Eat more Nuts such as Peanuts to Maintain Healthy Heart and Fat
Dr. Penny Kris-Etherton, distinguished professor of nutrition and lead author of the review, says, "To date, five large epidemiologic studies and 11 clinical studies have demonstrated that 1 ounce of nuts or peanuts more than 5 times/week can result in a 25 to 39 percent of decreases the risk of coronary heart disease."
As little as two ounces of nuts a week appears to help lower heart disease risk. Healthful choices include: almonds, Brazil nuts, cashews, filberts, peanuts, pistachios, walnuts. Nuts are rich in:
- Arginine, a substance that may improve blood vessel function
- Fiber and vitamin E may also help lower cardiovascular risk
- Unsaturated fats including alpha-linolenic acid and omega-3 fats found in walnuts may protect against irregular heart rhythms.
- Peanuts are a rich source of magnesium and folate, vitamin B6, vitamin E, copper, arginine and fiber, all of which have cardiovascular disease risk-reducing properties.'
- Eating a wide variety of legumes, nuts, whole grains, and vegetables will help you meet your daily dietary need for magnesium.
- Pistachios are the only nut to contain significant amounts of lutein and zeaxanthin-two carotenoids that have been associated with the prevention of age-related macular degeneration.
- Fat has 9 calories per gram, and carbohydrates and proteins each have 4 calories per gram, so fat has more than twice as many calories as the same weight of other foods.
Nuts are a rich source of plant protein dietary fiber, antioxidant vitamins, minerals and numerous bioactive substances of unsaturated fatty acids, the "good" fats, and are low in saturated fatty acids, the "bad" fats. Most of the trans fat we eat comes from a manufacturing process in which liquid vegetable oil gets hydrogenated, in the presence of a metal catalyst, so that its chemical structure more closely resembles a saturated fat. The body treats this partially hydrogenated fat like a saturated fat, raising the risk of heart disease. "You have to replace some of the calories you usually consume with nuts and substitute the unsaturated fat in nuts for some of the saturated fat in your diet;” research suggested.
Too much cholesterol has long been linked to increasing risks of developing heart disease, but it has been less clear how the various dietary fats -- saturated, monounsaturated and polyunsaturated -- make people susceptible to the disease. Nuts are generally high in unsaturated fats and have a low GI (glycaemic index), which can help with blood glucose level control. Women who consume nuts five times a week are at a 27 per cent lower risk of developing Type 2 diabetes; researchers in Boston, USA has found.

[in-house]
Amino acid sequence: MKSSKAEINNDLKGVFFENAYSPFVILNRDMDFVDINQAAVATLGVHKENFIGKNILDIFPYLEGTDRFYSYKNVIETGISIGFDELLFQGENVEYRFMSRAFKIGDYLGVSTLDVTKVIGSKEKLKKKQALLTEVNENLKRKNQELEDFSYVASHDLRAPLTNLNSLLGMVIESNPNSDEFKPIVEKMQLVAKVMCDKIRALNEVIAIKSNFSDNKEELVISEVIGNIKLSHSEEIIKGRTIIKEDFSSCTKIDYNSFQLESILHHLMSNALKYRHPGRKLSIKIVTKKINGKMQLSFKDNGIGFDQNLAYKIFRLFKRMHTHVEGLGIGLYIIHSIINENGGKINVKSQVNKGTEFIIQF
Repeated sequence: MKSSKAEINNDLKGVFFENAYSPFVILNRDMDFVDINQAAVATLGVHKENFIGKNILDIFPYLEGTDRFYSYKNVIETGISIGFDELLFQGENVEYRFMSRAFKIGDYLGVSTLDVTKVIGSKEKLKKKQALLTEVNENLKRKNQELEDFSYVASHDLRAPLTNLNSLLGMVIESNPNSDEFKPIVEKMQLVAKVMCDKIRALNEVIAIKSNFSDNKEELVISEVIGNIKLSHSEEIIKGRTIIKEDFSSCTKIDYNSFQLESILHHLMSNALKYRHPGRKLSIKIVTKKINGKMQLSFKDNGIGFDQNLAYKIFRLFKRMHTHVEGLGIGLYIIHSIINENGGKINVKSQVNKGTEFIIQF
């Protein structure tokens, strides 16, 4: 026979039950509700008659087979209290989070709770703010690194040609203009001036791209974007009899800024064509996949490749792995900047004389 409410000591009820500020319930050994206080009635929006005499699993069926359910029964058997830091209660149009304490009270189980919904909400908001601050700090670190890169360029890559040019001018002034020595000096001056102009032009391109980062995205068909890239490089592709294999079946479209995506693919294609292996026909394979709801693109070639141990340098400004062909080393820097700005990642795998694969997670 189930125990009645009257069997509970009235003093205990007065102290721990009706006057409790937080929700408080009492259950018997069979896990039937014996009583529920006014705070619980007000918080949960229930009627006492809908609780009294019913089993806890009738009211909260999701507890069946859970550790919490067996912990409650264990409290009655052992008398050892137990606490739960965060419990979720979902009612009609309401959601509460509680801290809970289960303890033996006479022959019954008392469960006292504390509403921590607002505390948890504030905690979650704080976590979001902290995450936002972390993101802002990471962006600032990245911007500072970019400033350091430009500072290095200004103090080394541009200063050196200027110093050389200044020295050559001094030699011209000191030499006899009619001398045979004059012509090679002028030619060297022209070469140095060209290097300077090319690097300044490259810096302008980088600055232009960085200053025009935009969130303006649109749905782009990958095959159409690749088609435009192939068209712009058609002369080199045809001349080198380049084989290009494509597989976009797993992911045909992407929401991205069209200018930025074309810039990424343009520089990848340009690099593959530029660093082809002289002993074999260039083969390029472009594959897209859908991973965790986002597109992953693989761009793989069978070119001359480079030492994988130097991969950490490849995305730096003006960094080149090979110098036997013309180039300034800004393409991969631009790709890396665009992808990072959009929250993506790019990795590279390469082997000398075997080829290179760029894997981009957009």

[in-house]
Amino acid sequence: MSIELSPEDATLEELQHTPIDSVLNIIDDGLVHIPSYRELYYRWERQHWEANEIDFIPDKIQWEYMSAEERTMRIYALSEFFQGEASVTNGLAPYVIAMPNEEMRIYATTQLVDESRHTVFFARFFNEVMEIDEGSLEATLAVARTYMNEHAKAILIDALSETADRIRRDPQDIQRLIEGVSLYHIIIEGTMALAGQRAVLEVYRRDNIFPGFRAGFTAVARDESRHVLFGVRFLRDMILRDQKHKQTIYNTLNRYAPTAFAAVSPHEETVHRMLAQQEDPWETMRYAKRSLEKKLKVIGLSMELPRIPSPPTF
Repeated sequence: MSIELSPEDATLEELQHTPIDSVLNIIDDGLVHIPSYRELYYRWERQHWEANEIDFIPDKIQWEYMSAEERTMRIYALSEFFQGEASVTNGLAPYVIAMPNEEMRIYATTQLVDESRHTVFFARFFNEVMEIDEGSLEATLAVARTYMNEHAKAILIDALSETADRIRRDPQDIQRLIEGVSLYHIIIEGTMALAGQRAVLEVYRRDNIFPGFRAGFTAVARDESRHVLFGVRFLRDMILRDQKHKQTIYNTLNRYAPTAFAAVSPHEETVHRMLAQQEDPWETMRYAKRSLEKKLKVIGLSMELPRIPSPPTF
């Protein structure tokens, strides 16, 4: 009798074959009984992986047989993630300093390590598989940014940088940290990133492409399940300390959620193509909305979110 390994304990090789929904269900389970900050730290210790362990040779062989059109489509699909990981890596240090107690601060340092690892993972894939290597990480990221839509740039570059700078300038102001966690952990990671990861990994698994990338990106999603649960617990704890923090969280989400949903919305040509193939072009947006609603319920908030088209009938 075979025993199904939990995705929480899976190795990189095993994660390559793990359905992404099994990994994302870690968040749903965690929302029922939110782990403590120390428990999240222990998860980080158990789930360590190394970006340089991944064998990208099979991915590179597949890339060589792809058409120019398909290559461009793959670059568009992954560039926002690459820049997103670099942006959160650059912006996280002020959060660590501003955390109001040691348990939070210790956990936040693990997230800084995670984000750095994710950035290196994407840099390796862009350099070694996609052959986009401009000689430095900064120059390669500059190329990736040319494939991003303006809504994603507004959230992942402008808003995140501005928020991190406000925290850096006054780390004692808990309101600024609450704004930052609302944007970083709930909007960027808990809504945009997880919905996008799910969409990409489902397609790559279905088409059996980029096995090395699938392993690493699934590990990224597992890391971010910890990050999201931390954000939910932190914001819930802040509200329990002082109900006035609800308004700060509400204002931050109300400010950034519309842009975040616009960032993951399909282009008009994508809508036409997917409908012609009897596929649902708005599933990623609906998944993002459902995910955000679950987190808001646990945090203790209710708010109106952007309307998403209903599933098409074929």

Dr. Amy E. Griel, recent Ph.D. recipient in nutritional sciences found (May 1, 2007) in a study "Macadamia nuts have higher levels of monounsaturated fats, like those found in olive oil compared with other tree nuts;" The Healthy Heart diet with macadamia nuts did reduce total cholesterol, low-density lipoprotein cholesterol and triglyceride levels compared with the standard American diet. "We observed a reduction in LDL similar to that seen with other tree nuts like walnuts and almonds;" they concluded.
Substituting soy nuts for other protein sources in a healthy diet appears to lower blood pressure in postmenopausal women, and also may reduce cholesterol levels in women with high blood pressure, according to a research (May 29, 2007) at Beth Israel Deaconess Medical Center, Boston. In women with high blood pressure, the soy diet also decreased levels of low-density lipoprotein ("bad") cholesterol by an average of 11 percent and levels of apoliprotein B (a particle that carries bad cholesterol) by an average of 8 percent. Cholesterol levels remained the same in women with normal blood pressure.
Chemists at Virginia Polytechnic Institute and State University in Blacksburg, Va., analyzed some 27 nut and seed products and found that pistachios and sunflower kernels had the highest levels of phytosterols (a class of plant chemicals that have been shown to reduce cholesterol levels and improve heart health) among the nuts and seeds that are most commonly consumed as snack foods in the United States.
Researchers from Harvard Medical School and the Harvard School of Public Health shows that nuts really are healthy, especially those who have already suffered a heart attack, can reduce cardiovascular risk by eating nuts regularly.” Nuts may not be the key to cardiovascular health, but adding nuts to a balanced, healthful diet can take you one step away from heart disease," they suggested.